April 12th, 2021
Belleville News Democrat | Who should pay for teacher pensions?
Jim Tobin, President of Taxpayers United for America, is quoted in the following article by the Belleville News Democrat.
SPRINGFIELD — State legislators from the metro-east say they’re open to the idea of shifting some of the state’s costs for teacher pensions to local school districts, but they aren’t fully embracing the idea just yet.
Local school leaders are bracing themselves. They say it could be a huge expense coming at a time when their budgets are already hurting.
“It would be devastating,” said Granite City School District 9 Superintendent Harry Briggs.
If the cost is dumped into local school districts’ laps, some of the school leaders hope it will be a phased-in cost, giving them time to deal with the new burden.
Gov. Pat Quinn, House Speaker Michael Madigan and Senate President John Cullerton have each talked about the possibility of shifting all or some of the teacher pension obligation to school districts.
The move could save up to $1.3 billion a year for the state, which is struggling to pay its bills. School districts, though, would have to cut programs, increase property taxes or do both in order cover the cost.
Briggs said his district already had its state aid cut by $1 million this year, and the district lost $400,000 in state payments for transportation.
“Through no fault of our own, we’re having a revenue problem, and we’ve done everything possible to reduce expenditures and to do our due diligence. But it’s a very difficult environment,” he said.
Briggs said he has not yet calculated the potential cost to his district, “but I’m sure it would be a tremendous liability, because I have over 400 teachers. I would suspect that it’s a very large number.”
The five pension systems for state employees are underpaid by about $83 billion, in part because of the state skipping payments into the systems. The state will put about $4 billion into the systems this year to cover current obligations and to cut into the unfunded liability. Quinn’s proposal is to shift to local school districts and colleges all or part of the roughly $1.3 billion contribution to the teacher retirement system.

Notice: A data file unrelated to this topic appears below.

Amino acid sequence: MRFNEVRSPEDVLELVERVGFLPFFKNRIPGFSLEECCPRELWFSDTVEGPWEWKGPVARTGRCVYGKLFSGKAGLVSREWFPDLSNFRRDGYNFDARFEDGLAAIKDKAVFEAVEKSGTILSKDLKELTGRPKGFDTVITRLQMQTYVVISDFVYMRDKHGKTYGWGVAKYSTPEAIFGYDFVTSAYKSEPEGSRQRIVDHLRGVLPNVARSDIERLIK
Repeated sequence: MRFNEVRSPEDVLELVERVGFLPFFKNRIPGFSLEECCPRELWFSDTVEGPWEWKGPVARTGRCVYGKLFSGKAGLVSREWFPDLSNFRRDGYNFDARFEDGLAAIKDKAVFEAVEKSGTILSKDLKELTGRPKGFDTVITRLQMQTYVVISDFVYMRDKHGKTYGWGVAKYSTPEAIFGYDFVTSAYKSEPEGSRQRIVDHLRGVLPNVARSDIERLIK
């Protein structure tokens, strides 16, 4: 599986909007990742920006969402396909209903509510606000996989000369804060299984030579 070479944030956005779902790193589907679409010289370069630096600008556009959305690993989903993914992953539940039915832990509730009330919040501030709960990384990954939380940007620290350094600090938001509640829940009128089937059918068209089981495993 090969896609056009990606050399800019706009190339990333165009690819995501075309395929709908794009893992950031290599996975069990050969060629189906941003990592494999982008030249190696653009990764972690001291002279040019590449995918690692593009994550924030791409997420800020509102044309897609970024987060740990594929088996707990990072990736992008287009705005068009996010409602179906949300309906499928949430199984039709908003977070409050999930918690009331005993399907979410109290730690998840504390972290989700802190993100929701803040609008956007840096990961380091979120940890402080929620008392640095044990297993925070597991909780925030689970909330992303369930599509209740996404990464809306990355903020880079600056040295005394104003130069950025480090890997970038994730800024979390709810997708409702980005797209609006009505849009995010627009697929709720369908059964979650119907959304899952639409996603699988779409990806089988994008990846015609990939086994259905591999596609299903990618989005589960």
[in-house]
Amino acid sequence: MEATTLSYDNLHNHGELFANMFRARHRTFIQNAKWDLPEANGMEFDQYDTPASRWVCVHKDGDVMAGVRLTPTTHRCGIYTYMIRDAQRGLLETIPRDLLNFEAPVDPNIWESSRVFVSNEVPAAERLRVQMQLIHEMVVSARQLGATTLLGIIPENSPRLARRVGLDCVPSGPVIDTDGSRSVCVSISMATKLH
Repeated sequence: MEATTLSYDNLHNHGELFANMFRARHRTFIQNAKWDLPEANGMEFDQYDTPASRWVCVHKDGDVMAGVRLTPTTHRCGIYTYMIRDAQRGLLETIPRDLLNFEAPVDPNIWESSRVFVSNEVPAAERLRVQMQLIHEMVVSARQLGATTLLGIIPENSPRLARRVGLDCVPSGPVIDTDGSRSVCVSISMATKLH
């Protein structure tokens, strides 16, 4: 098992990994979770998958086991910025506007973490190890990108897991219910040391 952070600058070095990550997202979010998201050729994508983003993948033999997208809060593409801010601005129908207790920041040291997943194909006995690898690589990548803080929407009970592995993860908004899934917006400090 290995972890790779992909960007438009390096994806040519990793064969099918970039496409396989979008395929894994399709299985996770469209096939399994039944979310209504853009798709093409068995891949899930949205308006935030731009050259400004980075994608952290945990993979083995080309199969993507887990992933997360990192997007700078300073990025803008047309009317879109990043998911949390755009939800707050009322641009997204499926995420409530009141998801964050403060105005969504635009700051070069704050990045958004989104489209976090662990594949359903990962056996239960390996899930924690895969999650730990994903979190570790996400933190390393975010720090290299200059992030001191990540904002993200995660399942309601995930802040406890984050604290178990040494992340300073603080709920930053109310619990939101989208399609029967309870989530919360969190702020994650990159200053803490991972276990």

Proponents of the idea says school districts need to have “some skin in the game.” They say school districts have been giving pension-sweetening deals to educators at the end of their careers. Those deals cost the school districts little, but can result in big, life-time payouts from the pension system.
That’s a legitimate issue that needs to be addressed, said Senate Majority Leader James Clayborne, a Belleville Democrat.
“For a long time, the school districts haven’t had, really, any accountability regarding raises and increases, with how those impact the state’s budget as a whole,” Clayborne said.
But he stopped short of saying he supports shifting costs to school districts.
“I’m in favor of sitting down and discussing it, if there’s ways that we can resolve it without severely hurting the school districts,” Clayborne said. “It should be discussed and it should be put on the table.”
Rep. Paul Evans, R-O’Fallon, said the argument that school districts need to have a stake in the pensions costs has validity. “If it doesn’t cost you anything, you’re not concerned about the price,” he said.
But Evans said he’s concerned that if the state cut its share of the costs, the state wouldn’t give taxpayers some corresponding relief from state taxes. So, in effect, residents would just be hit with a bigger property tax bill.
Some school leaders think Quinn and state legislators are just trying to push the dirty job of raising taxes onto local school boards. In the eyes of voters and taxpayers, the school boards would be the bad guys.
Belleville School District 118 Superintendent Matt Klosterman said a number of proposals have been discussed, each with different funding formulas, so he doesn’t have a cost estimate yet for his district. But any shift will be expensive for local schools, he said, and likely will require a tax increase.
“Are we real excited about that? No,” Klosterman said. “The state, over a period of time, has made some choices where they haven’t kept up with their responsibility for the (pension fund) contributions, and now we’re in a position where it’s a significant problem, and they want to put it back to us.”
He added: “It’s real easy for them in Springfield to say, ‘Well, we’ll give you the ability to levy a tax.’ Well, that tax isn’t coming out of Springfield, it would hit the residents that live within our school district.”